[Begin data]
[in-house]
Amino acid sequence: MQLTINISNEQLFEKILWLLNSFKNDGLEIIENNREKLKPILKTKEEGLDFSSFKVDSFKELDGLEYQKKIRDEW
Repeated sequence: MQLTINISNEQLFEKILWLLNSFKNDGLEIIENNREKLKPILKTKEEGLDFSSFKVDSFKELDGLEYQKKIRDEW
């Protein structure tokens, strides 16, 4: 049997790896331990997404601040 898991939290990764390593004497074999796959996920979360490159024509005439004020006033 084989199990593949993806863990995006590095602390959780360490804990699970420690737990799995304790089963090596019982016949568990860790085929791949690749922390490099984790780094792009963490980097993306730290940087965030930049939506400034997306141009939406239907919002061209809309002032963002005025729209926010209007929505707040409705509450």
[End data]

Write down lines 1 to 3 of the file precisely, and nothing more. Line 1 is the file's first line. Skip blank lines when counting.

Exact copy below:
[in-house]
Amino acid sequence: MQLTINISNEQLFEKILWLLNSFKNDGLEIIENNREKLKPILKTKEEGLDFSSFKVDSFKELDGLEYQKKIRDEW
Repeated sequence: MQLTINISNEQLFEKILWLLNSFKNDGLEIIENNREKLKPILKTKEEGLDFSSFKVDSFKELDGLEYQKKIRDEW